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Mark Prior and The Heartbreak Club


There were two eye-opening bits of news here in this story about Mark Prior retiring.

1. I honestly thought he retired five years ago.

2. Mark Prior is still only 33 years old.

The second of those bits is even more shocking than the first. He is STILL only 33? If Mark Prior had stayed healthy, he would only now be signing a seven-year, $190 million deal with the Mariners or somebody. Baseball can be an extremely cruel game.

Prior probably should have won the Cy Young Award in 2003, when he was just 22 years old. The award went to Eric Gagne because it was one of those periodic years when the voters fall in love with relief pitching all over again. Gagne had a superb year for a closer … but not markedly different from John Smoltz that same year, Trevor Hoffman in 1998 or Craig Kimbrel and Greg Holland this year. Prior pitched more than twice as many innings and was significantly more valuable.

Anyway, people had to figure Prior would win plenty of Cy Young Awards. Here are the greatest pitching performances since World War II for pitchers 22 or younger:

1. Dwight Gooden, 1985, 24-4, 1.53 ERA, league-leading 276 Ks.
2. Bert Blyleven, 1973, 20-17, 9 shutouts, 325 innings pitched.
3. Mark Fidrych, 1976, 19-9, league leading 2.34 ERA, 24 complete games.
4. Vida Blue, 1971, 24-8, league-leading 1.82 ERA, 301 strikeouts, Cy and MVP winner.
5. Larry Dierker, 1969, 20-13, 2.33 ERA, 305 innings, 20 complete games.
6. Sudden Sam McDowell, 1965, 17-11, league-leading 2.18 ERA, 325 strikeouts.
7. Mark Prior, 2003, 18-6, 2.43 ERA, 245 strikeouts.
8. Frank Tanana, 1975, 16-9, 2.62 ERA, league-leading 269 strikeouts.
9. Bret Saberhagen, 1985, 20-6, 2.87 ERA, Cy Young winner.
10. Frank Tanana, 1976, 19-10, 2.43 ERA, 261 strikeouts.

Of this list, only Blyleven went on to a Hall of Fame career. Tanana, who is on the list twice, blew out his arm and reinvented himself as a soft-tossing lefty. Dwight Gooden, Sam McDowell and Vida Blue all dealt with various demons and fell a few steps short of greatness. Larry Dierker had an up and down career, and Bret Saberhagen was alternately brilliant and injured.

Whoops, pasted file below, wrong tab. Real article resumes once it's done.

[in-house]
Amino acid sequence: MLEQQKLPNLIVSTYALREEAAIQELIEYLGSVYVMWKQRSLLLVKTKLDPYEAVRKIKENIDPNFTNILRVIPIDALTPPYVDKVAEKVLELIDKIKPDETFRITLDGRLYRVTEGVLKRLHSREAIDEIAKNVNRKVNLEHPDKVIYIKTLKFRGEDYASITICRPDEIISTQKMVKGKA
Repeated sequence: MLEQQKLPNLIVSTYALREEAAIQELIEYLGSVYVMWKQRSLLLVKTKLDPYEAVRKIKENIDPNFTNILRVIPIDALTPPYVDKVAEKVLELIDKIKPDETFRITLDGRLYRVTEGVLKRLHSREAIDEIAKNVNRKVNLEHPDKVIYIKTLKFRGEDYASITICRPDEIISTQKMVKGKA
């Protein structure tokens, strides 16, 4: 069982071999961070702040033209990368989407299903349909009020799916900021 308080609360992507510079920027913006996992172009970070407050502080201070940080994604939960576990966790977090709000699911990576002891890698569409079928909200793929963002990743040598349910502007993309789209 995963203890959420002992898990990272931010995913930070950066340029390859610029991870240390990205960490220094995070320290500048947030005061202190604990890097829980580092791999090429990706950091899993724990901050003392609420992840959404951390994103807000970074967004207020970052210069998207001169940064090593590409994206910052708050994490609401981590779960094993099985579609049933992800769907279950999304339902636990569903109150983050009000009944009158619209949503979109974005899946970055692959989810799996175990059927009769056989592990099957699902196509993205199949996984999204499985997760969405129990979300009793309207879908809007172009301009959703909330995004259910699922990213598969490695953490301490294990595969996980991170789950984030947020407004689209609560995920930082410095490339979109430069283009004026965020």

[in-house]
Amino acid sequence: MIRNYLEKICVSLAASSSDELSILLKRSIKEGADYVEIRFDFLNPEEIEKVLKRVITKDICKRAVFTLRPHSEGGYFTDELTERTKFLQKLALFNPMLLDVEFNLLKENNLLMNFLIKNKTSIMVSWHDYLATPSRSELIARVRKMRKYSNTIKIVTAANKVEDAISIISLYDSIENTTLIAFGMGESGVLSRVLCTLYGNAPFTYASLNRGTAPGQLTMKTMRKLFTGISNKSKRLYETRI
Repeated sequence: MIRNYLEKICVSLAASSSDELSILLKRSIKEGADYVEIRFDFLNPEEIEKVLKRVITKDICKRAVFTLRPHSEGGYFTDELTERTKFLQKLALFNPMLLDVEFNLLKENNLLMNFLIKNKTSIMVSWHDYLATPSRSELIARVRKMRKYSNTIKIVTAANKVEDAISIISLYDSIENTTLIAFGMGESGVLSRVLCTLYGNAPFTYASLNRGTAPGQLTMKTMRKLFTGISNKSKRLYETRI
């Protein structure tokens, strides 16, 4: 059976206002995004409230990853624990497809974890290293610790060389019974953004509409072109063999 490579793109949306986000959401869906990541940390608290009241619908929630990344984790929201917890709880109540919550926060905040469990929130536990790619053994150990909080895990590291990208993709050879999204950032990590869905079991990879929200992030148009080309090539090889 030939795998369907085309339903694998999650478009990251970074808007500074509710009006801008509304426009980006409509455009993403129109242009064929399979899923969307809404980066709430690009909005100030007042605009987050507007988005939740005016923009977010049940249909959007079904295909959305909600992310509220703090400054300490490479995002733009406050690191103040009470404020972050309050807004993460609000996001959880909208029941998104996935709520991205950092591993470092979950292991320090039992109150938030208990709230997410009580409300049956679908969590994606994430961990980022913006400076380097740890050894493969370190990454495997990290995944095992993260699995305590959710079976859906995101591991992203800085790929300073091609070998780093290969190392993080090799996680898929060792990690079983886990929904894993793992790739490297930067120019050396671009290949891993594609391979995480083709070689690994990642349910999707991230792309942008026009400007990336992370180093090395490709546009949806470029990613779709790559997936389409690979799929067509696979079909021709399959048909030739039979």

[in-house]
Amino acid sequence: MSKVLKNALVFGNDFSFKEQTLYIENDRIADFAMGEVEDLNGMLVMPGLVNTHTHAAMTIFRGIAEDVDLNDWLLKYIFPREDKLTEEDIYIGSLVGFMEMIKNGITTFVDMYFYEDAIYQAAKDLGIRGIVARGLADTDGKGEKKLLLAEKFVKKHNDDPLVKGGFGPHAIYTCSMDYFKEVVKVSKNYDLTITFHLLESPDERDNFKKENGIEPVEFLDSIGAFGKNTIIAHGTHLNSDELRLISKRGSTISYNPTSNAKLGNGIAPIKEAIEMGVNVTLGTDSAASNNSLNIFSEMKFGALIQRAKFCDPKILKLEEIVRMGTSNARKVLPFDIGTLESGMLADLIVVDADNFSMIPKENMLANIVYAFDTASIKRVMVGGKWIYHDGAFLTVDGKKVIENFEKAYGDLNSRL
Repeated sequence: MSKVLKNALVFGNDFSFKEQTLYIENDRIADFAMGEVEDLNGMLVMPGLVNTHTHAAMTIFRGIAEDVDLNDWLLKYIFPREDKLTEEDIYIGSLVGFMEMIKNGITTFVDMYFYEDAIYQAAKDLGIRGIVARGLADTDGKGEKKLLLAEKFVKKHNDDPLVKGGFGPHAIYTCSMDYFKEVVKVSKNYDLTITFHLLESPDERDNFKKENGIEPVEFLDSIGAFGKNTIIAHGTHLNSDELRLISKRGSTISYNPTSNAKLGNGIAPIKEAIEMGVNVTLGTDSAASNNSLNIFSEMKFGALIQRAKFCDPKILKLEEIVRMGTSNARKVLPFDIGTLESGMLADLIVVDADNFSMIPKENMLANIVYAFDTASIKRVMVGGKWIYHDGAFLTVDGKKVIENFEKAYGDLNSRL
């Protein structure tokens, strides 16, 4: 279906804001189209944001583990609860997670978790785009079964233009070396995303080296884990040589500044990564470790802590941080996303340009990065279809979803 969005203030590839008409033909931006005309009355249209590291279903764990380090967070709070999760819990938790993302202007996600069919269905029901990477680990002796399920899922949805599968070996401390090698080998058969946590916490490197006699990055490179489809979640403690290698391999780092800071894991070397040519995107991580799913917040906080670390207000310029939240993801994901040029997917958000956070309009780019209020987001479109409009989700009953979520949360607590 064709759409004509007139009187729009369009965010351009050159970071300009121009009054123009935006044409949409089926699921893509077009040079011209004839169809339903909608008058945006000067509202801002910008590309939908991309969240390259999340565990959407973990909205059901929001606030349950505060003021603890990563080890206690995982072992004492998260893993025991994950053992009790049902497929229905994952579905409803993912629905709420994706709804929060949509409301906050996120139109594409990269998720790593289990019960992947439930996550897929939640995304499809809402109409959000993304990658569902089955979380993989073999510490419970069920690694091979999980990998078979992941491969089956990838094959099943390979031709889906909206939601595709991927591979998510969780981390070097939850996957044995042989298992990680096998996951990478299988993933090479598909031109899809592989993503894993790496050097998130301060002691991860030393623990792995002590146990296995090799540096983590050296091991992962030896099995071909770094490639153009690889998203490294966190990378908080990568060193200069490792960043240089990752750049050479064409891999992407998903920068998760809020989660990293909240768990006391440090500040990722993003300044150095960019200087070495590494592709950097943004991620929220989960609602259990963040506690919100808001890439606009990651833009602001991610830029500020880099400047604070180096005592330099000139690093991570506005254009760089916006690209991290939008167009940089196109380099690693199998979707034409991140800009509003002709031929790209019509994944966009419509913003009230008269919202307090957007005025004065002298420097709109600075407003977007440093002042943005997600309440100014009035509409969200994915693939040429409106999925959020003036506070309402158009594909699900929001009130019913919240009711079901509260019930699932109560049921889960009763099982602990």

Then, Mark Fidrych and Mark Prior belong to the same club, the heartbreak club. They each had one glorious year in the Major Leagues. Their bodies would not hold up for another. Fidrych felt his arm go dead in the middle of the next season. Prior had trouble with his achilles tendon the next year — people would always suspect it was his elbow and the Cubs just didn’t want to admit it. In 2005 he was pitching quite well and he got hit by a batted ball that smashed his elbow. In 2006 the Cubs announced that he had a “loose shoulder,” which does not seem like a medical term but Mark Prior was never even a decent Major League pitcher again.

Lots of people blame overwork for the fall of both Fidrych and Prior, and that does make some sense. Fidrych in particular was abused — from May 15 to August 29 that year he made 22 starts and pitched 198 innings. Quick math will tell you, he AVERAGED nine innings for those 22 starts. This is in part because he pitched 11 innings four times during the stretch and 10 innings once. It was pretty close to criminal.

Prior’s overuse was not nearly as pronounced, but people did notice even at the time that Dusty Baker was having Prior (and fellow phenom Kerry Wood) throw a lot of pitches. In September of 2003, during the pennant run, Prior threw 131, 129, 109, 124, 131 and 133 pitches in his six starts. It’s interesting: None of those were complete games. Even now, there is much disagreement about pitch counts and how best to protect young pitcher’s arms and so on. I guess the infuriating part with the Cubs was that there seemed no visible effort whatsoever to protect Prior’s arm. Maybe it wouldn’t have made any difference, but you sort of wished they would have at least made a show of it.

When Prior was young and right, he was all but unhittable. He had a fastball he could pump up into the high 90s and his better pitch was a curveball that was like setting the phaser to stun. His curve would just leave Major League hitters frozen — sometimes it seemed like they were still standing at the plate long after Prior had reached the dugout. He walked just 50 batters in his amazing season.

His effort to come back has been both touching and sad. Anyone can understand: He was destined to become one of the best pitchers in baseball history, and he had it taken away from him, and he had trouble accepting it. From Tennessee to Iowa, from Orange County to Oklahoma City, from Tampa to Scranton to Pawtucket to Louisville he chased ghosts, hoping against hope for some part of himself to return. I imagine that at times he snapped off the old curveball or fired a fastball that hopped a bit, and he found himself believing that he would come all the way back. Then there would be more pain.